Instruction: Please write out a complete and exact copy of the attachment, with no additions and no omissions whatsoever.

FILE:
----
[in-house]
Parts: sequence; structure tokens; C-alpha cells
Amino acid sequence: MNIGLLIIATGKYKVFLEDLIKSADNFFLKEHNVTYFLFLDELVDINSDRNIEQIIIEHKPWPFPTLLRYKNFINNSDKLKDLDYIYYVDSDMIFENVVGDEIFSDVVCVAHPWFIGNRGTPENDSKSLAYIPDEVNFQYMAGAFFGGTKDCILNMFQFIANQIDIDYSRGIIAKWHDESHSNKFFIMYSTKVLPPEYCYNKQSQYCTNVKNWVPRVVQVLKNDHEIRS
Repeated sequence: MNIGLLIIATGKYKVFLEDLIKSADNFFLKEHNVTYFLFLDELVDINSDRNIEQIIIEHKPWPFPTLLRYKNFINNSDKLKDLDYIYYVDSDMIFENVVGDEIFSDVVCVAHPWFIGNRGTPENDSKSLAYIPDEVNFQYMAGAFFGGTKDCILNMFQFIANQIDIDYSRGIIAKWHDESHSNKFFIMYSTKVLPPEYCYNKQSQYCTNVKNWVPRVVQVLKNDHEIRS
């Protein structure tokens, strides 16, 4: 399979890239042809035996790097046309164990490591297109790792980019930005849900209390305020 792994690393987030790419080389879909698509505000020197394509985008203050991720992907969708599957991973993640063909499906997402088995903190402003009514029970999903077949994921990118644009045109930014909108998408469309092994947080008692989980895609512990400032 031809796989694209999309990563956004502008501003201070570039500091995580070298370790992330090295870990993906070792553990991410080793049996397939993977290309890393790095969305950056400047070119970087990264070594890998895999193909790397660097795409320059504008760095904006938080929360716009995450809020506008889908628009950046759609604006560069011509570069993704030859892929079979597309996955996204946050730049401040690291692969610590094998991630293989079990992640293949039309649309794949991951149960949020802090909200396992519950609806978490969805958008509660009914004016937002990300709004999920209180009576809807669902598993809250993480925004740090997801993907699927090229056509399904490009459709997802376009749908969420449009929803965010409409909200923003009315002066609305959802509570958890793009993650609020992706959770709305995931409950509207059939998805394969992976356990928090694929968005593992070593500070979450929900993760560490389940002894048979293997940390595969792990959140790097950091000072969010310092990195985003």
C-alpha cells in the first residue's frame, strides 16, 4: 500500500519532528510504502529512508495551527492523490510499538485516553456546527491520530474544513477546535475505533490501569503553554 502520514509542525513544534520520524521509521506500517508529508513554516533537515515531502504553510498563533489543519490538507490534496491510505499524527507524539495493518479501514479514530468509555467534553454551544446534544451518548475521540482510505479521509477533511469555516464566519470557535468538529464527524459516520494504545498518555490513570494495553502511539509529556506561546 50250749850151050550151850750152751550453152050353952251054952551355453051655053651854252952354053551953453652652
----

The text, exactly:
[in-house]
Parts: sequence; structure tokens; C-alpha cells
Amino acid sequence: MNIGLLIIATGKYKVFLEDLIKSADNFFLKEHNVTYFLFLDELVDINSDRNIEQIIIEHKPWPFPTLLRYKNFINNSDKLKDLDYIYYVDSDMIFENVVGDEIFSDVVCVAHPWFIGNRGTPENDSKSLAYIPDEVNFQYMAGAFFGGTKDCILNMFQFIANQIDIDYSRGIIAKWHDESHSNKFFIMYSTKVLPPEYCYNKQSQYCTNVKNWVPRVVQVLKNDHEIRS
Repeated sequence: MNIGLLIIATGKYKVFLEDLIKSADNFFLKEHNVTYFLFLDELVDINSDRNIEQIIIEHKPWPFPTLLRYKNFINNSDKLKDLDYIYYVDSDMIFENVVGDEIFSDVVCVAHPWFIGNRGTPENDSKSLAYIPDEVNFQYMAGAFFGGTKDCILNMFQFIANQIDIDYSRGIIAKWHDESHSNKFFIMYSTKVLPPEYCYNKQSQYCTNVKNWVPRVVQVLKNDHEIRS
């Protein structure tokens, strides 16, 4: 399979890239042809035996790097046309164990490591297109790792980019930005849900209390305020 792994690393987030790419080389879909698509505000020197394509985008203050991720992907969708599957991973993640063909499906997402088995903190402003009514029970999903077949994921990118644009045109930014909108998408469309092994947080008692989980895609512990400032 031809796989694209999309990563956004502008501003201070570039500091995580070298370790992330090295870990993906070792553990991410080793049996397939993977290309890393790095969305950056400047070119970087990264070594890998895999193909790397660097795409320059504008760095904006938080929360716009995450809020506008889908628009950046759609604006560069011509570069993704030859892929079979597309996955996204946050730049401040690291692969610590094998991630293989079990992640293949039309649309794949991951149960949020802090909200396992519950609806978490969805958008509660009914004016937002990300709004999920209180009576809807669902598993809250993480925004740090997801993907699927090229056509399904490009459709997802376009749908969420449009929803965010409409909200923003009315002066609305959802509570958890793009993650609020992706959770709305995931409950509207059939998805394969992976356990928090694929968005593992070593500070979450929900993760560490389940002894048979293997940390595969792990959140790097950091000072969010310092990195985003």
C-alpha cells in the first residue's frame, strides 16, 4: 500500500519532528510504502529512508495551527492523490510499538485516553456546527491520530474544513477546535475505533490501569503553554 502520514509542525513544534520520524521509521506500517508529508513554516533537515515531502504553510498563533489543519490538507490534496491510505499524527507524539495493518479501514479514530468509555467534553454551544446534544451518548475521540482510505479521509477533511469555516464566519470557535468538529464527524459516520494504545498518555490513570494495553502511539509529556506561546 50250749850151050550151850750152751550453152050353952251054952551355453051655053651854252952354053551953453652652